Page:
A recent example of this is the tie-up of Ubisoft with Nintendo’s Wii U launch.
Another significant challenge that the console makers are faced with is that of ‘Gaming Clouds’. Cloud gaming solutions are particularly attractive for the industry as a whole because the key drawbacks of cloud computing like security and data integrity are relatively less intensive in the industry. What gaming clouds would ensure, though, is the redundancy of the advanced consoles. All the processing power will reside on the cloud and the users would be essentially using a dumb terminal. This even eradicates the need of cyclical upgrades, which is the key revenue generating factor for the console makers.
Do you Multi-platform?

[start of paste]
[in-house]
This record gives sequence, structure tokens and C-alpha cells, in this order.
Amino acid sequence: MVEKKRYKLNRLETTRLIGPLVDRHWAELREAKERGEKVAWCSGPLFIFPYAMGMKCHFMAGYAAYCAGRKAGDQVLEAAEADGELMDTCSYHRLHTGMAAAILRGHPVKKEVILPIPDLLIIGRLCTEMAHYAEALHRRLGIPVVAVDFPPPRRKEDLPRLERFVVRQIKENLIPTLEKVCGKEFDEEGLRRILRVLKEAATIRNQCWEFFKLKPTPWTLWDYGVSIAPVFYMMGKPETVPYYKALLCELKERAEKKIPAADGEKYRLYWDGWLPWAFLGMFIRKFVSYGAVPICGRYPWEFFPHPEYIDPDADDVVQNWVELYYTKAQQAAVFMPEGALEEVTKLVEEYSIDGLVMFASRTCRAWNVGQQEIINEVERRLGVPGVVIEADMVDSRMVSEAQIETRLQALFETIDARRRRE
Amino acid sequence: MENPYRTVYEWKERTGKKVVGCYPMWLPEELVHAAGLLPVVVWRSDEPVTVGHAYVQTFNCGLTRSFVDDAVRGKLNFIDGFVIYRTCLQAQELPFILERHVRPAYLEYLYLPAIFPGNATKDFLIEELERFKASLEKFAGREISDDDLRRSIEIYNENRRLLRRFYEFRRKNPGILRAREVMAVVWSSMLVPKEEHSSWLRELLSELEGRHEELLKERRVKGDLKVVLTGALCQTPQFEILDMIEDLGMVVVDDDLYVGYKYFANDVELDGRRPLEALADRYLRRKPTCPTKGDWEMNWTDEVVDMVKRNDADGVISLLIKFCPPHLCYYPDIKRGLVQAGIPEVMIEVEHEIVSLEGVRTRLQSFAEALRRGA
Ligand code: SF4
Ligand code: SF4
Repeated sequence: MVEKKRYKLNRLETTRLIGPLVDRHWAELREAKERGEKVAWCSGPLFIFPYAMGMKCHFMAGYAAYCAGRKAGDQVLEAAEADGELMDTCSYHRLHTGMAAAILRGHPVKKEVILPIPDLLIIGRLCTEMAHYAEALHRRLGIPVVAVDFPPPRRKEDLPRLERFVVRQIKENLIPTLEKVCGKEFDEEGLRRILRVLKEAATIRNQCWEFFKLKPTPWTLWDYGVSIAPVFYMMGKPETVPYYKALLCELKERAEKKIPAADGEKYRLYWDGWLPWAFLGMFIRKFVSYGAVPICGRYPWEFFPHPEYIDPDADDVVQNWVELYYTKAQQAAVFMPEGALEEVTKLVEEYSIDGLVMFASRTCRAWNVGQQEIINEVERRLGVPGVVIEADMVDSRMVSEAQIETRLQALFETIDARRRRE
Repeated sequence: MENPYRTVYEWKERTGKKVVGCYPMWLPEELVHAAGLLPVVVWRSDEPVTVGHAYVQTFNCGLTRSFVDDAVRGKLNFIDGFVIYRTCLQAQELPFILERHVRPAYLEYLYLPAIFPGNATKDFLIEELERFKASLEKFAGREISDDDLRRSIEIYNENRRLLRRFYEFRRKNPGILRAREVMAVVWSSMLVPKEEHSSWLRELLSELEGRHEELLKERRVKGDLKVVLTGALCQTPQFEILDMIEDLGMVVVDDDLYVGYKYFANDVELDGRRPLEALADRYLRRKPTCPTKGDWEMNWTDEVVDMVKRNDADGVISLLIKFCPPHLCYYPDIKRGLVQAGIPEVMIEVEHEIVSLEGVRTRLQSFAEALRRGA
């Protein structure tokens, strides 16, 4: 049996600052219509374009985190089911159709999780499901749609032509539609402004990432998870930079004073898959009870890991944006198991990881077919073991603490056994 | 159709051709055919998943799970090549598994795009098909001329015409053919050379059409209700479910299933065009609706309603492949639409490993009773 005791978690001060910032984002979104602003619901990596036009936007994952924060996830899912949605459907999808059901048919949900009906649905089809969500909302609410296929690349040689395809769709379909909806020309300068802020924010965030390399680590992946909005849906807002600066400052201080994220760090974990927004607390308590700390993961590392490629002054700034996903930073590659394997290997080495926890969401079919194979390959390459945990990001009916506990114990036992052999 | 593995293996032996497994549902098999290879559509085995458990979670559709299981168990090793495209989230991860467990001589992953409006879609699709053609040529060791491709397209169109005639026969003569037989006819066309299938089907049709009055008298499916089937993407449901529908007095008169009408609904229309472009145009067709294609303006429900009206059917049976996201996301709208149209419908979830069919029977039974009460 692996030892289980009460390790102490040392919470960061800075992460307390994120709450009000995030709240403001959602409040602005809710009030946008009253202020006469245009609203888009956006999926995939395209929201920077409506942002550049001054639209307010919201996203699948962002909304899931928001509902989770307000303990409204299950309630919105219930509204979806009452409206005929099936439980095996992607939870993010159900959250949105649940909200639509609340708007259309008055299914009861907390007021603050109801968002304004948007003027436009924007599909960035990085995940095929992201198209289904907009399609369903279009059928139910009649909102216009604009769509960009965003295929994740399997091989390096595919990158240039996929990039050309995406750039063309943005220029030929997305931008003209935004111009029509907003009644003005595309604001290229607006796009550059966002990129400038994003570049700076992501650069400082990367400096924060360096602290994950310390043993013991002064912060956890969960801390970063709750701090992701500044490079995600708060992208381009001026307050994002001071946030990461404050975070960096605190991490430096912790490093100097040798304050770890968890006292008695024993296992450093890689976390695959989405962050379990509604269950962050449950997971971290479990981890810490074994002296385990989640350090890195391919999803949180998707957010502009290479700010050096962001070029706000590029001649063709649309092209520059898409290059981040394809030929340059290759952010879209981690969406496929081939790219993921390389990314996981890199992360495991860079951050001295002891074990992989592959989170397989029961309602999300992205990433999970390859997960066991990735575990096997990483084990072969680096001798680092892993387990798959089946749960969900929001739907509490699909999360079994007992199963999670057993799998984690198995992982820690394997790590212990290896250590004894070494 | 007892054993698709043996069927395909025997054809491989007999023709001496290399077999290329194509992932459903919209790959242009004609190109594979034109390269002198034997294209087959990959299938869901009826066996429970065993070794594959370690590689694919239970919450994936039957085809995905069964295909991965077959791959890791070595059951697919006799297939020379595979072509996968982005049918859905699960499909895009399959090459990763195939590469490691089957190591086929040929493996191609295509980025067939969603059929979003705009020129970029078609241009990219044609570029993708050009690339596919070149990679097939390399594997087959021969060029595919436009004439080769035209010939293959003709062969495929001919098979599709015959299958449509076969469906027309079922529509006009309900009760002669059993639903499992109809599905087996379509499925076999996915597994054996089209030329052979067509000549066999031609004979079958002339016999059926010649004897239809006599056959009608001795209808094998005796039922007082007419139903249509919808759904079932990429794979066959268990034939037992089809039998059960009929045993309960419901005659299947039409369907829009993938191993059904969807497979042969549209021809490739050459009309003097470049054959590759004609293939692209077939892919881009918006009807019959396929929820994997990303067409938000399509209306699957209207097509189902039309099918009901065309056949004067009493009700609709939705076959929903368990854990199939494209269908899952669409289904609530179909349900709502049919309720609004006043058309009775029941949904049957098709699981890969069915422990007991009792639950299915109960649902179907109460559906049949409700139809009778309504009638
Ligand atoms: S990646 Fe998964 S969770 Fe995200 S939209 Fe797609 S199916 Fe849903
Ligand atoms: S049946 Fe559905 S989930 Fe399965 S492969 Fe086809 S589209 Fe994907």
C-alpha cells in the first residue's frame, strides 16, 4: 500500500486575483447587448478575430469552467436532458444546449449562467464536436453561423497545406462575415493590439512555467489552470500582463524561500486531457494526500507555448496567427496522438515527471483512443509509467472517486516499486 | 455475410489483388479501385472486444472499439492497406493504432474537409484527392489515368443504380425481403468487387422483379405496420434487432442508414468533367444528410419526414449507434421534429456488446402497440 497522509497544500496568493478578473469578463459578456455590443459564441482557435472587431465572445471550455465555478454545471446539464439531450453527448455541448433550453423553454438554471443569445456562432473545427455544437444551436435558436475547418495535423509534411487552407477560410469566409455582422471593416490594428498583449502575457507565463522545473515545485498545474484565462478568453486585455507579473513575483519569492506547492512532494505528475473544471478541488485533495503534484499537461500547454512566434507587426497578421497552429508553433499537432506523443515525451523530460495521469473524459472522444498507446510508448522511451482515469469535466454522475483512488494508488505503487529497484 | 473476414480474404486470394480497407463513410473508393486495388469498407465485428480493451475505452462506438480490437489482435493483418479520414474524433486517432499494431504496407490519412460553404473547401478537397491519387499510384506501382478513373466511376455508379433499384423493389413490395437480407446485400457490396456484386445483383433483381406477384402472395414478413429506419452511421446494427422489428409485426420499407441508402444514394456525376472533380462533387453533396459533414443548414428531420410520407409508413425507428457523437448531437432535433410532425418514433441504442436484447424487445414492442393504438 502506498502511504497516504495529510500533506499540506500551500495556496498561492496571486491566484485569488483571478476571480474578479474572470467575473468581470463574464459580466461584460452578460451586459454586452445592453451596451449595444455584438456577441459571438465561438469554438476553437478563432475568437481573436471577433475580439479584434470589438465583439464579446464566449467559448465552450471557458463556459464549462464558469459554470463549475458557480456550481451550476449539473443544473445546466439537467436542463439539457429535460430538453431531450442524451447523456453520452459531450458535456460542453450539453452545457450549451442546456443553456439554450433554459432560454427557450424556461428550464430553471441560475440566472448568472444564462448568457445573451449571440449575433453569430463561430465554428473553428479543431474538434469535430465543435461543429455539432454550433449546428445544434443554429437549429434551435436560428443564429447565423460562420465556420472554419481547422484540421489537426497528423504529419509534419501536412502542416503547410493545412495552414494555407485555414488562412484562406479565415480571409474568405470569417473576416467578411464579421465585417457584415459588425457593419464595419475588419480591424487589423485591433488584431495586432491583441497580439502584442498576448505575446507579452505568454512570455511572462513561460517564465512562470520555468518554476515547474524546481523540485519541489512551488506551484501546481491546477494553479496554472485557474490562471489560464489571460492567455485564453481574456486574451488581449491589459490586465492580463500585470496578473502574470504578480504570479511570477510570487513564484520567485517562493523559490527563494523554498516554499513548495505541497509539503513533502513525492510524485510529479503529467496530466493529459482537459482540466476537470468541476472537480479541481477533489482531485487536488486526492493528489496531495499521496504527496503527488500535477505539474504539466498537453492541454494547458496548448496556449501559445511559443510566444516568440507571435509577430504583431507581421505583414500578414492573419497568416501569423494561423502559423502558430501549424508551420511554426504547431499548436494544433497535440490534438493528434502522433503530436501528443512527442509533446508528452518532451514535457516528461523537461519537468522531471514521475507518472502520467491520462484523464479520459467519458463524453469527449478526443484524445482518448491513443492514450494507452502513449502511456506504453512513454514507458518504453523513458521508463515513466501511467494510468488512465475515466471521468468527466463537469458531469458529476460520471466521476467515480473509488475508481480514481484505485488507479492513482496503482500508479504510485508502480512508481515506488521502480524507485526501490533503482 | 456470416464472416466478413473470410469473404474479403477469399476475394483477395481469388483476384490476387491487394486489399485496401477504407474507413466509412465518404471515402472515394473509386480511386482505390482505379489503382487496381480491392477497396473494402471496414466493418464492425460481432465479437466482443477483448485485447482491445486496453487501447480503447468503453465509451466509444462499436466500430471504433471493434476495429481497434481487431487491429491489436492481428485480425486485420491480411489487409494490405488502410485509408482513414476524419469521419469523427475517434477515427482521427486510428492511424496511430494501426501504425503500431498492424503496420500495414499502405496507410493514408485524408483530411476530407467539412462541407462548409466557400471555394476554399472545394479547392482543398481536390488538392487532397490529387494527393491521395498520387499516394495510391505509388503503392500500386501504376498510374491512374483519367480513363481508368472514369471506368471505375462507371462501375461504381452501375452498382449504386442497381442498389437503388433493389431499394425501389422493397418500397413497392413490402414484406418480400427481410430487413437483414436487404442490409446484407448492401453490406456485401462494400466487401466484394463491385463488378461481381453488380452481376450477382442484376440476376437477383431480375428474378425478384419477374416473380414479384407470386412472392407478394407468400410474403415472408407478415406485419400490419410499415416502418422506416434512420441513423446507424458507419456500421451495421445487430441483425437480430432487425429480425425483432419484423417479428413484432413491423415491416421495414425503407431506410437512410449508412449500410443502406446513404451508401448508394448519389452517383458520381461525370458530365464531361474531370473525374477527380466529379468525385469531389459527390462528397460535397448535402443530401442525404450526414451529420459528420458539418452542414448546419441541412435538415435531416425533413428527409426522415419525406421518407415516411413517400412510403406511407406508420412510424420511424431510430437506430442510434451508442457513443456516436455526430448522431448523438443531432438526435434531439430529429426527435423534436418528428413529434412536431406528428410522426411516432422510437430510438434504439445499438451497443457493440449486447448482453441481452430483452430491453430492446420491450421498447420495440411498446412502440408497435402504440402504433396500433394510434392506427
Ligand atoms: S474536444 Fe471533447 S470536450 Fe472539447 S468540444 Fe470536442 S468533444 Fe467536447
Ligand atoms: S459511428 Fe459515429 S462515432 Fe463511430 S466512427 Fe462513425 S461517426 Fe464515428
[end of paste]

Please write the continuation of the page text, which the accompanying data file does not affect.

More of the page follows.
The gaming industry, although young compared to several entertainment industries, is fast becoming extremely competitive. As a result there has been more than 100% year on year growth in the number of publishers, most of them independent, who pose significant challenges to the established publishers like Electronics Arts and Capcom. This has led to several game titles flooding the market and in turn, this has led to shorter attention span of the gamers. The challenge for the publishers is to engage the consumers on multiple platforms to ensure higher mindshare. Single platform games, and especially a segment of games called ‘casual games’ that are single platform have faced shorter shelf lives. The key is to multi-platform. From PC and consoles to several handheld devices, social media platforms like Facebook and Myspace. Publishers are investing in the future of ‘casual games’ that are truly portable to multiple platforms. The challenges for the developers are manifold, as they have to develop games that are technology agnostic and can have APIs for as diverse platforms as a Playstation to Facebook. The emphasis is to create a truly ‘social game’.